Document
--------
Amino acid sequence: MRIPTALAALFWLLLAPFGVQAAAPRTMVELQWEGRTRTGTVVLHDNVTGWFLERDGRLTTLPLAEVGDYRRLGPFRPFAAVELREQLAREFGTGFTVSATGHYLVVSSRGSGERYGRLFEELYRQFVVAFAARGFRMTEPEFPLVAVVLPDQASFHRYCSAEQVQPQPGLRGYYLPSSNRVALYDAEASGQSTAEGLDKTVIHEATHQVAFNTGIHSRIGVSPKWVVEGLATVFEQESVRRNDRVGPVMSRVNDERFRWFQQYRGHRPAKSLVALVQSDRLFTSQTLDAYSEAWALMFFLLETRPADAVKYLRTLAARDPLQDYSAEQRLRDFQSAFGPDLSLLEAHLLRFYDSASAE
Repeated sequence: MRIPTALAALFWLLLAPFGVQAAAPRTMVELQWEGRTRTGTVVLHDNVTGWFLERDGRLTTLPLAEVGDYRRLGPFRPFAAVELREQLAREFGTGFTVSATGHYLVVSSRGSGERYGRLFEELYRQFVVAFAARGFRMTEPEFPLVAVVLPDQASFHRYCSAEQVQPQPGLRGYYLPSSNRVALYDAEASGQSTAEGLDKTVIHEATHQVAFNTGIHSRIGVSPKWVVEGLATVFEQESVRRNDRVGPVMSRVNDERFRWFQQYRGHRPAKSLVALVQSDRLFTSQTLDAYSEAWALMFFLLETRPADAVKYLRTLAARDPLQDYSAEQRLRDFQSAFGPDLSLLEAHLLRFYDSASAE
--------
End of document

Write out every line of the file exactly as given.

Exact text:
Amino acid sequence: MRIPTALAALFWLLLAPFGVQAAAPRTMVELQWEGRTRTGTVVLHDNVTGWFLERDGRLTTLPLAEVGDYRRLGPFRPFAAVELREQLAREFGTGFTVSATGHYLVVSSRGSGERYGRLFEELYRQFVVAFAARGFRMTEPEFPLVAVVLPDQASFHRYCSAEQVQPQPGLRGYYLPSSNRVALYDAEASGQSTAEGLDKTVIHEATHQVAFNTGIHSRIGVSPKWVVEGLATVFEQESVRRNDRVGPVMSRVNDERFRWFQQYRGHRPAKSLVALVQSDRLFTSQTLDAYSEAWALMFFLLETRPADAVKYLRTLAARDPLQDYSAEQRLRDFQSAFGPDLSLLEAHLLRFYDSASAE
Repeated sequence: MRIPTALAALFWLLLAPFGVQAAAPRTMVELQWEGRTRTGTVVLHDNVTGWFLERDGRLTTLPLAEVGDYRRLGPFRPFAAVELREQLAREFGTGFTVSATGHYLVVSSRGSGERYGRLFEELYRQFVVAFAARGFRMTEPEFPLVAVVLPDQASFHRYCSAEQVQPQPGLRGYYLPSSNRVALYDAEASGQSTAEGLDKTVIHEATHQVAFNTGIHSRIGVSPKWVVEGLATVFEQESVRRNDRVGPVMSRVNDERFRWFQQYRGHRPAKSLVALVQSDRLFTSQTLDAYSEAWALMFFLLETRPADAVKYLRTLAARDPLQDYSAEQRLRDFQSAFGPDLSLLEAHLLRFYDSASAE